Line Array Directionality
Somewhat opposite to the concept of arraying groups of predominantly horn-loaded loudspeakers in the quest to ultimately generate large-system pattern control, the modern line array is a mixture of horns (or waveguides as many manufacturers name their devices) combined with various sizes of cone drivers.
The pursuit is clear: improved directivity and the benefit is delivering sound to the seated audience areas while minimizing ‘acoustic overflow’ into unseated regions of a venue. By eliminating unwanted reflections from walls and ceilings, the direct sound should be clearer and cleaner.
However, line arrays tend to excel at sending coherent sound over long distances which makes the reflections more of a discreet echo instead of the scattered reverb effect of less coherent systems. The trick, it seems, is to focus the line array very, very carefully to avoid discreet reflections.
There’s an easy way to explain what happens in a line array formation. The multiple sources in the line generate acoustical addition with one another, mostly because they are closely arrayed in the physical plane, while they simultaneously generate cancellation lobes off-axis. This factor forms a line array’s exceptional ability to provide tightly defined directionality in the long axis of the line.
As you walk towards a well designed line array and then walk directly under it, it will sound like the level was attenuated by a very large number. And that’s a good thing when dealing with feedback and other stage-related contamination.
Line ‘em up: subwoofer and full-range line arrays.
Let’s look at it like this: stack up a bunch of acoustic sources in a line – curved or not – and there will be a measure of acoustic addition and a measure of cancellation. Account for the band-limited parameters that always exist in relation to the transducer sizes and shapes (with DSP no doubt), and one can create a system that ultimately provides broad-band directional control.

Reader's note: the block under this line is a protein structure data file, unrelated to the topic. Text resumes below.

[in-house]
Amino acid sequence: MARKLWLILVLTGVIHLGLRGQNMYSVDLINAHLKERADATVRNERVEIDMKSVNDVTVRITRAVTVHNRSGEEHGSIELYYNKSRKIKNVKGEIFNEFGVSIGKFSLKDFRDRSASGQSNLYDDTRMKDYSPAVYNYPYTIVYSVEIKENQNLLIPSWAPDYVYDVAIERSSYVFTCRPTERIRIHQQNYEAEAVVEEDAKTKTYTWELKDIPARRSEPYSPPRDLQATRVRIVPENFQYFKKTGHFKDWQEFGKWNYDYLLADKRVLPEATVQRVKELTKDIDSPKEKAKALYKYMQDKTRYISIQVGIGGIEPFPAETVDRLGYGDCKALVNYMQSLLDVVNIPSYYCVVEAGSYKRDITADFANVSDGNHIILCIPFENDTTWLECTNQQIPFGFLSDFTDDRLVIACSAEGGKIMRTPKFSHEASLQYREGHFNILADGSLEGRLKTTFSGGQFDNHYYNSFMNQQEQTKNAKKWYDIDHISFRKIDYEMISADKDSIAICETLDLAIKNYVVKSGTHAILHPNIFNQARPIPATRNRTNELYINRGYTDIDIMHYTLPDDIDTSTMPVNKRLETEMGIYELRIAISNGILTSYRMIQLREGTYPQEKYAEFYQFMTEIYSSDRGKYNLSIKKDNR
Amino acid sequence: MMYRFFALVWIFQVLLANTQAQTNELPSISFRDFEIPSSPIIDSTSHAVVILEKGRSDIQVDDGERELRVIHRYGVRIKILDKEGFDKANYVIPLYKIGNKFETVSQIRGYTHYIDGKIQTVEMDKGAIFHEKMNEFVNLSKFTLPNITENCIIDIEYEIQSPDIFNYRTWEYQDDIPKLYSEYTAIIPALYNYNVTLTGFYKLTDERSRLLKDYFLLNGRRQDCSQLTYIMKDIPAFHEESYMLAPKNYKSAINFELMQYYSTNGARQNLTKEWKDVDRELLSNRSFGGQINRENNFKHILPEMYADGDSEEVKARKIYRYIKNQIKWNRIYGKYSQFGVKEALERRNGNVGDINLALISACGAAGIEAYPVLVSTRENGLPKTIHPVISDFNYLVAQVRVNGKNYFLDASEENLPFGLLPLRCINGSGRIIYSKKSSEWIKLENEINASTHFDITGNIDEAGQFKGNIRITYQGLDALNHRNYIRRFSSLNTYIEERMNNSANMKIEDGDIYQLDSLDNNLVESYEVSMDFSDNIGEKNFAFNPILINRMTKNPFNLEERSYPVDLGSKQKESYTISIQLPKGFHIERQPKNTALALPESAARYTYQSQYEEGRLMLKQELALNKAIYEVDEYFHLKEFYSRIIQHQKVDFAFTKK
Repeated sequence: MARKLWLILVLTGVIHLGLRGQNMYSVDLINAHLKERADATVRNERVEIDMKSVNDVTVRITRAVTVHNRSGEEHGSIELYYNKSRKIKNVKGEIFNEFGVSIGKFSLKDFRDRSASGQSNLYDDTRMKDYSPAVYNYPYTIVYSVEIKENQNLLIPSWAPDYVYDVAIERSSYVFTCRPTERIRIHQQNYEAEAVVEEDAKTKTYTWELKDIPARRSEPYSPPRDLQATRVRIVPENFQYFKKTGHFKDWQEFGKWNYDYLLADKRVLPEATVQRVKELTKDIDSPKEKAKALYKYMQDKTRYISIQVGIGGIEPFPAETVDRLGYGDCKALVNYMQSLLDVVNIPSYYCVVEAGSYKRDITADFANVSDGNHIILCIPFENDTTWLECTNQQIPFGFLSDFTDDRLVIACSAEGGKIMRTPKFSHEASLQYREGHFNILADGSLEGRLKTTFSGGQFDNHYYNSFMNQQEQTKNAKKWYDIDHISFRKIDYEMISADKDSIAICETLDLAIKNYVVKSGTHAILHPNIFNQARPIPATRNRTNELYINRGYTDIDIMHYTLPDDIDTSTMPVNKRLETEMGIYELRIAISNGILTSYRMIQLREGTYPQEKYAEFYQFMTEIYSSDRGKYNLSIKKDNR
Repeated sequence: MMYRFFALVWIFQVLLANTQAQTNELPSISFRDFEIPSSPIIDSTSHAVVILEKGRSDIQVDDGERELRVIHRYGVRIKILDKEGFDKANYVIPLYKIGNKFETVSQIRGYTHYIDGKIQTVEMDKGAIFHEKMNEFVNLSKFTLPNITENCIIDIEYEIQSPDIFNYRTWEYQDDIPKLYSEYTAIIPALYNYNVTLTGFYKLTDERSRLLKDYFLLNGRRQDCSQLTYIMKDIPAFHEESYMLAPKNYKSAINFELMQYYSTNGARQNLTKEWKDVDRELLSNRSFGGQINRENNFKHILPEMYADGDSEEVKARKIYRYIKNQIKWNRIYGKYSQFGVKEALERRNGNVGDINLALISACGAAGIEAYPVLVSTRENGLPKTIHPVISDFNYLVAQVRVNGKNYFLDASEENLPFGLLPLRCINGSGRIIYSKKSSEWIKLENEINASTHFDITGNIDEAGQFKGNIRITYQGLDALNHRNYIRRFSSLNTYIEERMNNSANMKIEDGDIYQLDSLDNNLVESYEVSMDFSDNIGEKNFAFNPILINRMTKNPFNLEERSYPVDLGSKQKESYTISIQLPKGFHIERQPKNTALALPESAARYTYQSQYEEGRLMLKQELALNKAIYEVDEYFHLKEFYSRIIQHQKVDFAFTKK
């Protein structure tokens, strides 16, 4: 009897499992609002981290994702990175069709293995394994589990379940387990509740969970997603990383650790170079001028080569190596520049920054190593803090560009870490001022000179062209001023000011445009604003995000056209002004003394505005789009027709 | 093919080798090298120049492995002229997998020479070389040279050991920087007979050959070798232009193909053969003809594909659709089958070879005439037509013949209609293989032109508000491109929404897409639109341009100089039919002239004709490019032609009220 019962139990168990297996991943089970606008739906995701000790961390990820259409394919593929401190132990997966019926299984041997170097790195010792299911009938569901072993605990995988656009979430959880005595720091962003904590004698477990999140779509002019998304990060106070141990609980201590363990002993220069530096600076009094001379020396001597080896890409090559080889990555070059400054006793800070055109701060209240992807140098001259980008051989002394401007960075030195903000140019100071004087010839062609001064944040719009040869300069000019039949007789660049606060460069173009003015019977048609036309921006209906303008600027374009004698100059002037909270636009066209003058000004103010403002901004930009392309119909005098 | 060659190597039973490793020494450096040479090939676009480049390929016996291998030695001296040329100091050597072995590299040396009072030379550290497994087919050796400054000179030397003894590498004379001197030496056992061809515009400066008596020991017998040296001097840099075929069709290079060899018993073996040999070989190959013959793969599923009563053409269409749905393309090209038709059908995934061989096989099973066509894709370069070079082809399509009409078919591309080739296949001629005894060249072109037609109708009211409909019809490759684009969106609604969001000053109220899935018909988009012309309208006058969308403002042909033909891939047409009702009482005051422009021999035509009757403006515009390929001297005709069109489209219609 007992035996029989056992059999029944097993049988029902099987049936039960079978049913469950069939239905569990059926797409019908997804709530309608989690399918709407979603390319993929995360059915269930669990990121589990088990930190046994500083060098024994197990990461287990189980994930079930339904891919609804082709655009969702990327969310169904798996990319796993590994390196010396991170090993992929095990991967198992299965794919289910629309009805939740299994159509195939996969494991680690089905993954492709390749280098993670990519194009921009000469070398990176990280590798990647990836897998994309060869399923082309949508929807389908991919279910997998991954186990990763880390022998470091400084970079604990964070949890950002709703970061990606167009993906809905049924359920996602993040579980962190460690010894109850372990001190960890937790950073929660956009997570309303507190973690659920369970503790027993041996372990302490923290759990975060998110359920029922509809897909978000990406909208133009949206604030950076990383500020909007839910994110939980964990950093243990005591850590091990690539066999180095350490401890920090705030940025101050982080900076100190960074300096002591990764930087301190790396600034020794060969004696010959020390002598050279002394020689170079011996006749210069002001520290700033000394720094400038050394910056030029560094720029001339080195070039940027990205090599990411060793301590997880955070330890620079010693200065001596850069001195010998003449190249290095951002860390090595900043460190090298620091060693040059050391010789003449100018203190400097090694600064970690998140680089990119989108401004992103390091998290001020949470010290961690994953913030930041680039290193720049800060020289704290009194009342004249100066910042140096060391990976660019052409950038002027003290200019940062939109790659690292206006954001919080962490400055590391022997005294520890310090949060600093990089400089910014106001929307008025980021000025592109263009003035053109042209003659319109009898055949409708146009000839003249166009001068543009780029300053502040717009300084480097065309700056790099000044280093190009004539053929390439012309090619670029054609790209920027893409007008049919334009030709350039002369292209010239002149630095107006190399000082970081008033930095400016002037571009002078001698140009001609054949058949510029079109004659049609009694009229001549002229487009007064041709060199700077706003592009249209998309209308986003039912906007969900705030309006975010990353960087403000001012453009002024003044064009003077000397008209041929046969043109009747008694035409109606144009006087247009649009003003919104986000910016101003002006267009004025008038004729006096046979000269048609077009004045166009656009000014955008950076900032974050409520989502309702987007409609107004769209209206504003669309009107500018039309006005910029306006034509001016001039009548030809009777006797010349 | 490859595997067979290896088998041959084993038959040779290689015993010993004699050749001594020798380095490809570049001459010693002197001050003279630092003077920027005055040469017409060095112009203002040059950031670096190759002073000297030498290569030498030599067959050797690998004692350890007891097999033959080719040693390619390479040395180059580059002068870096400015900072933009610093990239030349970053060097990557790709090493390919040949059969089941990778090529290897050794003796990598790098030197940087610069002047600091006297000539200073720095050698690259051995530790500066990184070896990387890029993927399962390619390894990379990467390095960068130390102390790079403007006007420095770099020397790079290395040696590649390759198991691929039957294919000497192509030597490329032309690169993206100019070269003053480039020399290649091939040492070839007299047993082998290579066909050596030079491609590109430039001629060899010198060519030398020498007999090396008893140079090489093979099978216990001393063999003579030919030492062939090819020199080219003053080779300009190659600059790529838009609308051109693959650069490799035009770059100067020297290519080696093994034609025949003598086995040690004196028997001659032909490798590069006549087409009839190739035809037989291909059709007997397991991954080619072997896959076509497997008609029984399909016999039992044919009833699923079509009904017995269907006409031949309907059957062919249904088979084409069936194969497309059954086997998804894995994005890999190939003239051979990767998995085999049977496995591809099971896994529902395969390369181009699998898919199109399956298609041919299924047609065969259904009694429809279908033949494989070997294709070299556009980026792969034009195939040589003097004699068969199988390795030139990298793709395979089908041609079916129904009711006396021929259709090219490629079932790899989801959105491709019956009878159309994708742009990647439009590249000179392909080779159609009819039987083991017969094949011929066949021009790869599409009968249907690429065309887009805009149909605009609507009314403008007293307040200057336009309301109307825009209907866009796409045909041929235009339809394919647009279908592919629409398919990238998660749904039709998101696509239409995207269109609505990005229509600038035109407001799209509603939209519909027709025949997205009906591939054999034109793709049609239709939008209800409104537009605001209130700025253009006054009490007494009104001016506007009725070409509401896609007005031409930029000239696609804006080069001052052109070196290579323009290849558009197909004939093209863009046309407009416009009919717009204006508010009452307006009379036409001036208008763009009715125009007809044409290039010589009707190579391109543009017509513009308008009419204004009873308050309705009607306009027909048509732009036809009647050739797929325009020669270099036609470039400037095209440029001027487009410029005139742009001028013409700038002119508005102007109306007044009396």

But it’s not so easy. Combining conical sources, such as 6- or 8-inch cone drivers in the MF range, so that they acoustically mate with HF waveguides that are designed to keep high frequency output as narrow as possible, does not make for an easy outcome.
All sorts of things are then done to try to get vastly different dispersion patterns to roughly agree with each other. Angling the cone drivers is usually the first step. The next is to provide various forms of physical baffles that interrupt the cone driver’s native dispersion characteristics. Finally, DSP is used in an attempt to manage pattern control.
The good news is that almost anything that produces sound, when combined in a closely coupled line, will take on a measure of vertical control all on its own. Thus, most line arrays, whether carefully engineered and tested – or not – will exhibit a measure of useful pattern control.
As the world of professional audio continues to grow and develop, it’s likely that a steady rate of product improvement will be on the menu. The job of the end user is to separate idle claims from demonstrable benefits. And that’s something we, as a group, do pretty well.
Senior technical editor Ken DeLoria has mixed innumerable shows and tuned hundreds of sound systems with an emphasis on taming difficult acoustical environments, and as the founder of Apogee Sound, developed the TEC Award-winning AE-9 loudspeaker.